“Most men, even in this comparatively free country, through mere ignorance and mistake, are so occupied with the factitious cares and superfluously coarse labors of life that its finer fruits cannot be plucked by them. . . . Some, not wise, go to the other side of the globe, to barbarous and unhealthy regions, devote themselves to trade for ten or twenty years, in order that they may live—that is, keep comfortably warm—and die in New England at last.” —H.D. Thoreau, Walden, “Economy,” 1854.

    Cabin is the new season from The Relentless Picnic. It's one story told over multiple episodes. It's a story about solitude and isolation, community and loss, Henry David Thoreau and Ted Kaczynski—and it's told through audio recorded throughout 2019 and 2020.

    New episodes weekly.

    Support us at patreon.com/relentlesspicnic for access to a ton of bonus content.

    Our web site is relentlesspicnic.com

    SOURCES (Ep. 3):
    - Walden; or, Life in the Woods, by H.D. Thoreau (1854) ;
    - The journals of Henry David Thoreau (1837-1861): bit.ly/36Lxavm ;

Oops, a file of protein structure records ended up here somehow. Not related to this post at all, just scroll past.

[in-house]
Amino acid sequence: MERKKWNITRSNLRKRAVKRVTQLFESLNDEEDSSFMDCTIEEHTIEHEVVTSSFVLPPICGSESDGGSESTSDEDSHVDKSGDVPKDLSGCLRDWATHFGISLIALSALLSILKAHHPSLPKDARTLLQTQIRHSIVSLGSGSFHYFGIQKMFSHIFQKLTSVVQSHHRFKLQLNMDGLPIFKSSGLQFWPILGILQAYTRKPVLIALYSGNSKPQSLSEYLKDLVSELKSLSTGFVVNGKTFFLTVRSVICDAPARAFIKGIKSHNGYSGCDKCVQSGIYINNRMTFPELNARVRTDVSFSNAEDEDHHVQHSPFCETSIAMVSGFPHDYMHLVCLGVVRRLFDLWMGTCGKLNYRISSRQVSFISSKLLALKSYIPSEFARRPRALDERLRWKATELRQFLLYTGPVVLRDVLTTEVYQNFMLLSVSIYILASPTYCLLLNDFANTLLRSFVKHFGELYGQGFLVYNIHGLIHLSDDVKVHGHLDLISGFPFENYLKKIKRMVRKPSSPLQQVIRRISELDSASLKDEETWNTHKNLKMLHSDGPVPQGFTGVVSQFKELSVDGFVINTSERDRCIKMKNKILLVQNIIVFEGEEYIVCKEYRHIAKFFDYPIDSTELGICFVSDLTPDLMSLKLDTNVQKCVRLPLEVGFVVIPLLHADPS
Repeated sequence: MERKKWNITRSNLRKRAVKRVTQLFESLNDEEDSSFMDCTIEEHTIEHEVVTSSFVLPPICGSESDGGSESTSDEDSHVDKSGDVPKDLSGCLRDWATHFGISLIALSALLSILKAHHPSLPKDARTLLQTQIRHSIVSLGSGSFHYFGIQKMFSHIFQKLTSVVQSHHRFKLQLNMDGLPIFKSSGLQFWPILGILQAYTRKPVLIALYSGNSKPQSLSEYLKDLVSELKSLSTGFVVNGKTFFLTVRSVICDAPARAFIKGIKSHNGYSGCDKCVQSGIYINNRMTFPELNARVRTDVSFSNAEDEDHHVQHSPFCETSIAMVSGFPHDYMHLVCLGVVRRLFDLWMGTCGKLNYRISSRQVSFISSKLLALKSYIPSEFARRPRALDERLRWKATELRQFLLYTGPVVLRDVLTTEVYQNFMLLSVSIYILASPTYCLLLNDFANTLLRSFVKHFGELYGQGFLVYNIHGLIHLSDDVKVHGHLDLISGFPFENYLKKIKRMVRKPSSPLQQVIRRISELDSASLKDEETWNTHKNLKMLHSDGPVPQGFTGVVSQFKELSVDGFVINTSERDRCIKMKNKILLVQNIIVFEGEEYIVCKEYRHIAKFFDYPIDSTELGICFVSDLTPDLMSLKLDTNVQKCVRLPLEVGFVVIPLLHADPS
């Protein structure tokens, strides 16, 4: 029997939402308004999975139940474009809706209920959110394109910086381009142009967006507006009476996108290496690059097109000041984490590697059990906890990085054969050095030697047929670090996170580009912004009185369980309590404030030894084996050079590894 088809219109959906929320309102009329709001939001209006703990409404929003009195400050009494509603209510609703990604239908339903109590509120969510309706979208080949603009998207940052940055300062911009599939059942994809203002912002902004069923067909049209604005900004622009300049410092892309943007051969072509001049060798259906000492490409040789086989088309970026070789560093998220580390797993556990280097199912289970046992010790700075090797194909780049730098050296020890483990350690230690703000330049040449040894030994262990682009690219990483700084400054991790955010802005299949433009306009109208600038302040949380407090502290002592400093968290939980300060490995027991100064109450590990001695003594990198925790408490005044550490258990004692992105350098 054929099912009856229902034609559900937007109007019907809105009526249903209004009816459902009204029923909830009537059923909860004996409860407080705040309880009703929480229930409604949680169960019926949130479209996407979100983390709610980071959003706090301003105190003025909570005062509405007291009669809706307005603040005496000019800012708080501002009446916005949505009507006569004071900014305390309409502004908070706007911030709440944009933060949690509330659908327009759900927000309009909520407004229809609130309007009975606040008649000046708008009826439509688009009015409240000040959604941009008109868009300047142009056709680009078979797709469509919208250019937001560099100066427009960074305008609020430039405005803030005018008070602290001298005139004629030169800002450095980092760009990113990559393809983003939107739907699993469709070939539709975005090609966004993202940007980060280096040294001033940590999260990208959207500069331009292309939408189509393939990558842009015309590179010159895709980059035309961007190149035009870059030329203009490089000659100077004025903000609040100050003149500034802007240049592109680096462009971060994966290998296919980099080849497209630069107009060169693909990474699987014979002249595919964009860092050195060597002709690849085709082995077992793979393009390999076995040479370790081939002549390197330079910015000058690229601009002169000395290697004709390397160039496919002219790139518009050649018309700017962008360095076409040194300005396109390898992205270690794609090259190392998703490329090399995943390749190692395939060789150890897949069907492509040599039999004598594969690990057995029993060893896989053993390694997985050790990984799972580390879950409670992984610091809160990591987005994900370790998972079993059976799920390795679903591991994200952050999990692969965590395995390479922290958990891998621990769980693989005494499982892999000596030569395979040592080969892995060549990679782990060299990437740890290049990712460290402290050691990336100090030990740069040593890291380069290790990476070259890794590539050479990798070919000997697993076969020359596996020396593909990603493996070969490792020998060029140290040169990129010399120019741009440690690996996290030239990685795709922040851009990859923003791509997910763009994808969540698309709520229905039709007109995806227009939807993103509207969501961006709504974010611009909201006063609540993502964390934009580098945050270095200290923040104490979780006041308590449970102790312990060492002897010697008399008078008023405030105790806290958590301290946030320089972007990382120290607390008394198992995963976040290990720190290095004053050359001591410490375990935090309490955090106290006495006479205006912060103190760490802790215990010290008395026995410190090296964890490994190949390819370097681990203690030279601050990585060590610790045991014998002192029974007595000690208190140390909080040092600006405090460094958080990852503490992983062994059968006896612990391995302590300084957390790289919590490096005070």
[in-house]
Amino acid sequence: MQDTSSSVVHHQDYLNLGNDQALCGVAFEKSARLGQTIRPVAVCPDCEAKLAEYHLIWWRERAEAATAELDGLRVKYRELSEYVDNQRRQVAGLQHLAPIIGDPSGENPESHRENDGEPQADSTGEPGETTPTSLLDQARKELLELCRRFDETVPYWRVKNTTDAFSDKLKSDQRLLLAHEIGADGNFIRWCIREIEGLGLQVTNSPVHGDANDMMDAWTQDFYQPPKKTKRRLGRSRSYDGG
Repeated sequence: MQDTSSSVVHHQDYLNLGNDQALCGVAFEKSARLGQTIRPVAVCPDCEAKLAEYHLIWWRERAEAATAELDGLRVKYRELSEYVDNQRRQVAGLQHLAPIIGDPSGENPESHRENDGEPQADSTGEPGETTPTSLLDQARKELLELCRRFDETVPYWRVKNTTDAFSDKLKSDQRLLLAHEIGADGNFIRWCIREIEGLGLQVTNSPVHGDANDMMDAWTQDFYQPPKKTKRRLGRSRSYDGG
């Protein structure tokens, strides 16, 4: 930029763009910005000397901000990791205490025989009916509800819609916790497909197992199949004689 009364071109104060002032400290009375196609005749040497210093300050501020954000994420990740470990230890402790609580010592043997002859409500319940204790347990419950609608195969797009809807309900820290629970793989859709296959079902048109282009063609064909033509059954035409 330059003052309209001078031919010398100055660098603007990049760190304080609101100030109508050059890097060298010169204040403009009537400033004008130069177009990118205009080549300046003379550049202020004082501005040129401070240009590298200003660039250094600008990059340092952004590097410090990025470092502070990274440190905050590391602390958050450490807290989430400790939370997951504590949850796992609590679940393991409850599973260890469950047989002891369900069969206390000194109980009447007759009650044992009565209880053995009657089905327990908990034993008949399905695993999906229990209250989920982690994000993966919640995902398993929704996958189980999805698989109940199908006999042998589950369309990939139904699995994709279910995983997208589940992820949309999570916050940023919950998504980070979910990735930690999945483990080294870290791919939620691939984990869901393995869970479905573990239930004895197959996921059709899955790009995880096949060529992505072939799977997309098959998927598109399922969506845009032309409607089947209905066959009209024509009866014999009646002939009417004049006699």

- “Ktaadn,” by H.D. Thoreau (1848): bit.ly/2CSXvga ;
    - The Maine Woods, by H.D. Thoreau (posthumously, 1862): bit.ly/3icJ5HO ;
    - “Early Retirement Extreme” by J.L. Fisker (2010): amzn.to/2ZpEZn2 ;
    - Ben Gaddes: appalachianben.tumblr.com, bengaddes.com, & bit.ly/2ZA4CBZ ;
    - Henry David Thoreau: A Life, by Laura Dassow Walls (2018): amzn.to/2B22qdw ;

    FURTHER READING:
    - An excerpt from "On Trails" by Robert Moor (2016), on Thoreau and Katahdin: bit.ly/3gbBibC ;
    - “What Happened to the Thoreau Spring Plaque [on Katahdin]?” by Howard R. Whitcomb (2015): bit.ly/31u79jq .

    • 1 hr 16 min
    Cabin - Ep. 2

    Cabin - Ep. 2

    “I perceive that we partially die ourselves through sympathy at the death of each of our friends or near relatives. Each such experience is an assault on our vital force. It becomes a source of wonder that they who have lost many friends still live. After long watching around the sickbed of a friend, we, too, partially give up the ghost with him, and are the less to be identified with this state of things.” —H.D. Thoreau, Journal, 1859.

    Cabin is the new season from The Relentless Picnic. It's one story told over multiple episodes. It's a story about solitude and isolation, community and loss, Henry David Thoreau and Ted Kaczynski—and it's told through audio recorded throughout 2019 and 2020.

    New episodes weekly.

    Support us at patreon.com/relentlesspicnic for access to a ton of bonus content.

    Our web site is relentlesspicnic.com

    SOURCES (Ep. 2):

    - Walden; or, Life in the Woods, by H.D. Thoreau (1854) ;
    - The journals of Henry David Thoreau (1837-1861): bit.ly/36Lxavm ;
    - Henry David Thoreau: A Life, by Laura Dassow Walls (2018): amzn.to/2B22qdw ;
    - Letter from N. Hawthorne to H.W. Longfellow (Nov. 21, 1848): bit.ly/3fjSqeP ;
    - With Walt Whitman in Camden, vol. 1, by Horace Traubel (1906): bit.ly/2YpXhEq ;